• Main Channel: Nine won with a share of 26.5%, from Seven on 24.5%, ten back on 12.9%, just in front of ABC 1 with 12.8% (which underlines the weakness of Ten’s line up last night) and SBS ONE was on 4.0%. Seven and Nine are equal on 24.3% each, Ten is on 15.5%.

(All shares on the basis of combined overnight 6pm to midnight All People)

Glenn Dyer’s comments: Four Corners on Julia Gillard. Plodding ABC current affairs TV. If Kerry O’Brien is hosting the program, why not use his strength, interviewing. Ms Jackson barely got near Ms Gillard. Media Watch returned and spared few in assessing the flood and cyclone coverage, including the ABC. Q&A was more of the same. Australian Story started with a very solid and sorrowful story. Meanwhile, Tracy Grimshaw returned to front ACA. The show lifted, but not enough.

Ten’s effort last night was weak and no amount of commentary about how well some programs did in the demos can change that. Ten was especially weak in Sydney, Brisbane and Adelaide where it was beaten by the ABC.

Nine’s Underbelly Files: Tell Them Lucifer Was Here did well because it rated well in Melbourne with 519,000 viewers. In Brisbane, Adelaide and Perth viewers couldn’t care and Seven got up, thus continuing the weakness we saw last year in the appeal of this series outside of Melbourne and Sydney.

TONIGHT: Packed to the Rafters returns for Seven at 8.30pm. Nine has a fresh Top Gear at 8pm. Nine also debuts Ben Elton Live from Planet Earth at 9.30pm. Ten has a fresh Talking’ ‘Bout Your Generation, then a fresh NCIS. The ABC has Michelin Stars: The Madness of Perfection. Why Doesn’t Maths Add Up? on SBS at 7.30pm.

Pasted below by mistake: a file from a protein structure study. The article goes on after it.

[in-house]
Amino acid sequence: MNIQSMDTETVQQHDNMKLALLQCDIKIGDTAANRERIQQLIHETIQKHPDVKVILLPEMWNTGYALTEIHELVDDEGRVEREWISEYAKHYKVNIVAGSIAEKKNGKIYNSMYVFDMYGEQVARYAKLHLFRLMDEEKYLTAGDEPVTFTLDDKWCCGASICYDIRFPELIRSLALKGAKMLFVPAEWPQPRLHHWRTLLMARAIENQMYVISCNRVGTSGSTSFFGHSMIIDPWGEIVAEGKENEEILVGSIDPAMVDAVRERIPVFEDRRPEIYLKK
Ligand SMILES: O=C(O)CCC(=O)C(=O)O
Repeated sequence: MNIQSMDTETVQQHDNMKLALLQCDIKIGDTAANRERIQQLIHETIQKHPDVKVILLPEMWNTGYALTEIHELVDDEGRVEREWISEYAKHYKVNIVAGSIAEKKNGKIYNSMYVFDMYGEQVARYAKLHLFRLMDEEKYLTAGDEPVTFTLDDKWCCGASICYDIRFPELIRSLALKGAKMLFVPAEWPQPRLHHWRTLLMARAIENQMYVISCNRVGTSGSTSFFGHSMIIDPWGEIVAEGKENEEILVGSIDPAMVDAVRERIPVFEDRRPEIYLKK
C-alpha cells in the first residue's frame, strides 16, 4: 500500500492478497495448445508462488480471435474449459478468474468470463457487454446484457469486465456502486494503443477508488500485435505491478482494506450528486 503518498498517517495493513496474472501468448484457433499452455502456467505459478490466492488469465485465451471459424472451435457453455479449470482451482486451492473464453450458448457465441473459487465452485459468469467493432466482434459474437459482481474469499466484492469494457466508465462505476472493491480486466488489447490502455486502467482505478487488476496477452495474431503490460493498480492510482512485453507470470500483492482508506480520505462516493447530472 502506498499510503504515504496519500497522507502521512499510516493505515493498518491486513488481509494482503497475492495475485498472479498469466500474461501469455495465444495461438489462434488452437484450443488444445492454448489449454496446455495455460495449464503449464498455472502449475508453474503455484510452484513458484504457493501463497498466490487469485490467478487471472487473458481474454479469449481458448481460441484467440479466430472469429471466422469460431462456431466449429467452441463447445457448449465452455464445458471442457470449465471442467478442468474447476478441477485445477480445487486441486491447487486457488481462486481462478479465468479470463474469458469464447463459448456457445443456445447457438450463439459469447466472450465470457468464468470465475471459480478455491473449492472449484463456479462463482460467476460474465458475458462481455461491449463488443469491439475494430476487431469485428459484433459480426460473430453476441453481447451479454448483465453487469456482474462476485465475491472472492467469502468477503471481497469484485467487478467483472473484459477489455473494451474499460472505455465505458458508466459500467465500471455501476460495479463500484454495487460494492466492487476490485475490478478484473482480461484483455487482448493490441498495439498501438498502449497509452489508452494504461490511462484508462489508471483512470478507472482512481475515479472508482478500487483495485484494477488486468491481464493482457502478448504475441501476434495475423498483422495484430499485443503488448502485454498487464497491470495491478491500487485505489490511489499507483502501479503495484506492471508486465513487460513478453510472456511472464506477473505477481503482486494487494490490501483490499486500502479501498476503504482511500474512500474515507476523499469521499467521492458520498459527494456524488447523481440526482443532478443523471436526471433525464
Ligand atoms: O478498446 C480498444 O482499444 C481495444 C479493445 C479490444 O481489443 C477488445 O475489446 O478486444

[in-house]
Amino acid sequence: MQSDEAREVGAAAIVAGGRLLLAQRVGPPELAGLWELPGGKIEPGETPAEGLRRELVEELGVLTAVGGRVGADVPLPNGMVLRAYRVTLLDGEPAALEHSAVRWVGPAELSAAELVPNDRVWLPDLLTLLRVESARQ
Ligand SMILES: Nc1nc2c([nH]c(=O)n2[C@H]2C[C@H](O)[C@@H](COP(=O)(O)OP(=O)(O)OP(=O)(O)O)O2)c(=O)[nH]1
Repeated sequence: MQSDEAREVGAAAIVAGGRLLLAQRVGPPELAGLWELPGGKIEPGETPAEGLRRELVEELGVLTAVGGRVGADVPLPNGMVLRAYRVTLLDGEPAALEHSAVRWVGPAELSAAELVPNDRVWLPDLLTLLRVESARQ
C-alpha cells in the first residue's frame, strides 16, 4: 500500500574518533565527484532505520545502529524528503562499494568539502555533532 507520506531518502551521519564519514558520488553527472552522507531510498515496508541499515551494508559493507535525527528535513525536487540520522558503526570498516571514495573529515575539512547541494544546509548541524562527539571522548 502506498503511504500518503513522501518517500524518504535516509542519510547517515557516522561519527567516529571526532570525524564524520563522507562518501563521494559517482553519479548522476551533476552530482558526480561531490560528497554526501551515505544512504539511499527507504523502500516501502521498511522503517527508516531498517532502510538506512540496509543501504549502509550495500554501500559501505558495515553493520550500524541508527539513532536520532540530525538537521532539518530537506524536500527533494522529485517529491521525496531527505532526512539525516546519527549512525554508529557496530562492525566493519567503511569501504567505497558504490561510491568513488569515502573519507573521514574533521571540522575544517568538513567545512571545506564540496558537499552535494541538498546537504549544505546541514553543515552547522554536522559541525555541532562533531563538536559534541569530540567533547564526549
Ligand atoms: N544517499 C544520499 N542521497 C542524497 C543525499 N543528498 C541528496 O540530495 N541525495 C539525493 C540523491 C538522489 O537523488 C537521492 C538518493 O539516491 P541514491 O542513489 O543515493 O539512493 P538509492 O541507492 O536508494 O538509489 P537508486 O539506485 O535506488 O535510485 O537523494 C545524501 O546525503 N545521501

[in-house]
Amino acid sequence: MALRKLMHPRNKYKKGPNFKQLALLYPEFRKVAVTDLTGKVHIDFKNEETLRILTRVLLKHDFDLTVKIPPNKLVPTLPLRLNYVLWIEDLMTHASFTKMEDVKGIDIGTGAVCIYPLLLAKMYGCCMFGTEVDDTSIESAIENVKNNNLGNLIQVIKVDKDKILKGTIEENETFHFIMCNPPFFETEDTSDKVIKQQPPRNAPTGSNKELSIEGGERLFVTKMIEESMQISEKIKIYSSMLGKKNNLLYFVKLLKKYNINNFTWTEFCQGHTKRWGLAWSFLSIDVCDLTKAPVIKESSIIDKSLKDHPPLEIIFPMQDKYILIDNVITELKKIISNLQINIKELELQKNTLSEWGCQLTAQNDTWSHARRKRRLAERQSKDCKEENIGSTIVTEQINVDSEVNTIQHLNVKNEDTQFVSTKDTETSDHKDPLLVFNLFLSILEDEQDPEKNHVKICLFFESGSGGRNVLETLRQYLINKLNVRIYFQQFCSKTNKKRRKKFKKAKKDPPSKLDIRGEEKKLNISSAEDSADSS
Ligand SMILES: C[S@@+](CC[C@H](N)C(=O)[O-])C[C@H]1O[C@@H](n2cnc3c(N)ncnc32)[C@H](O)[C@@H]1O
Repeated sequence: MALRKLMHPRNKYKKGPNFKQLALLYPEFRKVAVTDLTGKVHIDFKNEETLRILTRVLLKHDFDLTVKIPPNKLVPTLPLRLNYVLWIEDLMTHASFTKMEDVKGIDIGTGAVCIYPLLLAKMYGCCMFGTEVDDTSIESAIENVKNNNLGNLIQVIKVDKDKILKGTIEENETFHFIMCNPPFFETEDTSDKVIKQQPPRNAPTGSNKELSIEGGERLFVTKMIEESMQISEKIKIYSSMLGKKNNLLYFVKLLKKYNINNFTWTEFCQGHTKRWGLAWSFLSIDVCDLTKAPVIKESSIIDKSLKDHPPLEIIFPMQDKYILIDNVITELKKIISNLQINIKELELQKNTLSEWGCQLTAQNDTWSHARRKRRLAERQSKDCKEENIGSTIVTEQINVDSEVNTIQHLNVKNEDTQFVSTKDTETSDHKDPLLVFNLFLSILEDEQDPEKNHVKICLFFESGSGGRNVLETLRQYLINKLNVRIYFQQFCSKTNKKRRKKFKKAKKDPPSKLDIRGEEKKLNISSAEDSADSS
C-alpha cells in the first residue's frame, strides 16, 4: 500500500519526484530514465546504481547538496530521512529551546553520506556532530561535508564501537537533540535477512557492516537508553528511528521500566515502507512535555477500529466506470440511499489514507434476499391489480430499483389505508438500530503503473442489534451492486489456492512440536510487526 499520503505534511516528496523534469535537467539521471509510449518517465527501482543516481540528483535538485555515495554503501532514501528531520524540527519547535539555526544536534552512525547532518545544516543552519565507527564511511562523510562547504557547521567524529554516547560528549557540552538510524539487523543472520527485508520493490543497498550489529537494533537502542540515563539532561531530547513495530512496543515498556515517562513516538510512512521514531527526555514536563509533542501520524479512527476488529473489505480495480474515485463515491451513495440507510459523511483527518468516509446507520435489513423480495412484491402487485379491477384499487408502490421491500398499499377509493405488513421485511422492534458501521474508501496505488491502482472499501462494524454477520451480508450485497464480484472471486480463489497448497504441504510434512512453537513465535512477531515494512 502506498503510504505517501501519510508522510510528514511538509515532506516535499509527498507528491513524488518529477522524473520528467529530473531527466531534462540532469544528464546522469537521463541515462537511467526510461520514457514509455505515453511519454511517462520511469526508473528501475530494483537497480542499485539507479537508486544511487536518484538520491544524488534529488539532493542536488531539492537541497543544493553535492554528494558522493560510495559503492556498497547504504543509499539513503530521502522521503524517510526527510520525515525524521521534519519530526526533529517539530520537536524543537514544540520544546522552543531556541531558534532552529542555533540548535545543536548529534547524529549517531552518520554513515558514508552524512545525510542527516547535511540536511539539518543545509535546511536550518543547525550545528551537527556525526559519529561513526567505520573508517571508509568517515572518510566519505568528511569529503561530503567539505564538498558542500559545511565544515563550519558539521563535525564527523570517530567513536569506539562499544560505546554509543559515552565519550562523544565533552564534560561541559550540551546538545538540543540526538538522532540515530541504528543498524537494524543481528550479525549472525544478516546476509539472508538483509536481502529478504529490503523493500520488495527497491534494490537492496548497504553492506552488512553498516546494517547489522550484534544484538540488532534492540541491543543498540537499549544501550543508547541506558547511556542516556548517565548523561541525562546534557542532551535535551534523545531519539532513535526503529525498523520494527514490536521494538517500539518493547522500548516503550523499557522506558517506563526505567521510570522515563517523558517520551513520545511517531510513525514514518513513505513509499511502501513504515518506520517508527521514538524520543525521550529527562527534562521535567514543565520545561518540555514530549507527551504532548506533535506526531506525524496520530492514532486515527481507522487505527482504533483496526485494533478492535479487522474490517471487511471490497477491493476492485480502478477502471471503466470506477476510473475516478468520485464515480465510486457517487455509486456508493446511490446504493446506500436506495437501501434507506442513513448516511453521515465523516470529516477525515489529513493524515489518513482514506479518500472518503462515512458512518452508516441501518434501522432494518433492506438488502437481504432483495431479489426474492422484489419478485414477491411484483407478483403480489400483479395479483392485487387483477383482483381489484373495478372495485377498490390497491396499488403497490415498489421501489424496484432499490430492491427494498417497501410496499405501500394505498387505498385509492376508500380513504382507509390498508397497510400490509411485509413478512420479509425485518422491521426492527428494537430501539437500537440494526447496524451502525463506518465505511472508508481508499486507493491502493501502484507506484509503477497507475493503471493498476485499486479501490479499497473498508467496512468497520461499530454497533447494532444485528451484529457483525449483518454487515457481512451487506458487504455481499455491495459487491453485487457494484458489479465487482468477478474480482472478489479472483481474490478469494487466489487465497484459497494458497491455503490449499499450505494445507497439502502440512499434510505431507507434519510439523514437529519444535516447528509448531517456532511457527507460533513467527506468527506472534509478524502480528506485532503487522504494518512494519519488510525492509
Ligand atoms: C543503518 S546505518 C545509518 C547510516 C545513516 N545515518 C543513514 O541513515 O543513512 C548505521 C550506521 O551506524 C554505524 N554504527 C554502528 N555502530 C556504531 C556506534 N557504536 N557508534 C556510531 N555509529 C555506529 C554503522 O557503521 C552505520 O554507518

Ratings Update: Yesterday’s Super Bowl will give Rupert Murdoch something to boast about, according to Nielsen, the ratings group, a record 11,000 million people watched the Packers beat the Steelers in Arlington, Texas. That’s 5%, or nearly 5 million more than the 106.5 who watched last year and the 98.7 million who watched in 2009 and the 97.5 million who watched last year. That is the biggest ever US TV audience.

Up to last year the biggest was the 106 million who watched the final episode of M.A.S.H. in 1983 on CBS when there was not only less competition, but a lot fewer people in America. Nielsen’s early figures show the game had a 71 share, meaning 71% of all televisions on at the time were watching the game.

But there was bad news for Fox. The network returned Glee to the season straight after and although it was watched by 31 million people (not bad at all, a record for the program), that was 31% fewer viewers than those who watched Undercover Boss USA which followed the 2010 game on CBS. Glee was clearly the wrong program for the demos that dominate the Super Bowl audience. Men, especially older male viewers. The Super Bowl on ONE in Australia averaged 98,000 live yesterday from 10am to around 2pm.

Source: OzTAM, TV Networks reports

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Peter Fray